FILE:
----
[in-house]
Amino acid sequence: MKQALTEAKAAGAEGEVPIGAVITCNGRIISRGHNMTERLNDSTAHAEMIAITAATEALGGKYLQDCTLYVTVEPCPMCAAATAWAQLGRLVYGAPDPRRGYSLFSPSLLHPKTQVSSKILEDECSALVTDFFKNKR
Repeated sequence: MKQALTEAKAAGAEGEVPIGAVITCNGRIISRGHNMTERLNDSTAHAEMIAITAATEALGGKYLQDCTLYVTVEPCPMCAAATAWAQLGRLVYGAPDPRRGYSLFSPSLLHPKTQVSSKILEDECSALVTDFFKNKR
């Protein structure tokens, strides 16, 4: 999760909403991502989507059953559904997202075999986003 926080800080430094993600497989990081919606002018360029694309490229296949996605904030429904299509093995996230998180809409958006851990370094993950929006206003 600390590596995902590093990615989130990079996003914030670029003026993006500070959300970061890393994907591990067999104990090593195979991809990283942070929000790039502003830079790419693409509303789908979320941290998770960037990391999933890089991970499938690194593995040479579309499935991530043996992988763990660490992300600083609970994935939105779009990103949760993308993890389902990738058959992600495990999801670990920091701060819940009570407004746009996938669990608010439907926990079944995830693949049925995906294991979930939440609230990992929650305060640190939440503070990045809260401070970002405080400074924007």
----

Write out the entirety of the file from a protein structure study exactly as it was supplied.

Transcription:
[in-house]
Amino acid sequence: MKQALTEAKAAGAEGEVPIGAVITCNGRIISRGHNMTERLNDSTAHAEMIAITAATEALGGKYLQDCTLYVTVEPCPMCAAATAWAQLGRLVYGAPDPRRGYSLFSPSLLHPKTQVSSKILEDECSALVTDFFKNKR
Repeated sequence: MKQALTEAKAAGAEGEVPIGAVITCNGRIISRGHNMTERLNDSTAHAEMIAITAATEALGGKYLQDCTLYVTVEPCPMCAAATAWAQLGRLVYGAPDPRRGYSLFSPSLLHPKTQVSSKILEDECSALVTDFFKNKR
């Protein structure tokens, strides 16, 4: 999760909403991502989507059953559904997202075999986003 926080800080430094993600497989990081919606002018360029694309490229296949996605904030429904299509093995996230998180809409958006851990370094993950929006206003 600390590596995902590093990615989130990079996003914030670029003026993006500070959300970061890393994907591990067999104990090593195979991809990283942070929000790039502003830079790419693409509303789908979320941290998770960037990391999933890089991970499938690194593995040479579309499935991530043996992988763990660490992300600083609970994935939105779009990103949760993308993890389902990738058959992600495990999801670990920091701060819940009570407004746009996938669990608010439907926990079944995830693949049925995906294991979930939440609230990992929650305060640190939440503070990045809260401070970002405080400074924007």